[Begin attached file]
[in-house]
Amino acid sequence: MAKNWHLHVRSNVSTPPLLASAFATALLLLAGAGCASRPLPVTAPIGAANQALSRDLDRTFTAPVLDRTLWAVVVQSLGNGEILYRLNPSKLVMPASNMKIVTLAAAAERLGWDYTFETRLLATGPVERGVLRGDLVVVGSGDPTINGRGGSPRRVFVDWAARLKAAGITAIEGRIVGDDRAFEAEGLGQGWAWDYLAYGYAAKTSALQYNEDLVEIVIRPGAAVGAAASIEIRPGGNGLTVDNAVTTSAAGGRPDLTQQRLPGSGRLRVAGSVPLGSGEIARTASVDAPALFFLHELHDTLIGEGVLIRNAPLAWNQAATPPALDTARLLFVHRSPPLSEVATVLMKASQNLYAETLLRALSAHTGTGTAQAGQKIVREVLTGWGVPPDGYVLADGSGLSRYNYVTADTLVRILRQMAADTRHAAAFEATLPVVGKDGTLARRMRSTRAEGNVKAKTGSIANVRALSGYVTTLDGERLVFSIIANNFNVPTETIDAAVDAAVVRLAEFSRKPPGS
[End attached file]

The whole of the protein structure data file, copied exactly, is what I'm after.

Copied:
[in-house]
Amino acid sequence: MAKNWHLHVRSNVSTPPLLASAFATALLLLAGAGCASRPLPVTAPIGAANQALSRDLDRTFTAPVLDRTLWAVVVQSLGNGEILYRLNPSKLVMPASNMKIVTLAAAAERLGWDYTFETRLLATGPVERGVLRGDLVVVGSGDPTINGRGGSPRRVFVDWAARLKAAGITAIEGRIVGDDRAFEAEGLGQGWAWDYLAYGYAAKTSALQYNEDLVEIVIRPGAAVGAAASIEIRPGGNGLTVDNAVTTSAAGGRPDLTQQRLPGSGRLRVAGSVPLGSGEIARTASVDAPALFFLHELHDTLIGEGVLIRNAPLAWNQAATPPALDTARLLFVHRSPPLSEVATVLMKASQNLYAETLLRALSAHTGTGTAQAGQKIVREVLTGWGVPPDGYVLADGSGLSRYNYVTADTLVRILRQMAADTRHAAAFEATLPVVGKDGTLARRMRSTRAEGNVKAKTGSIANVRALSGYVTTLDGERLVFSIIANNFNVPTETIDAAVDAAVVRLAEFSRKPPGS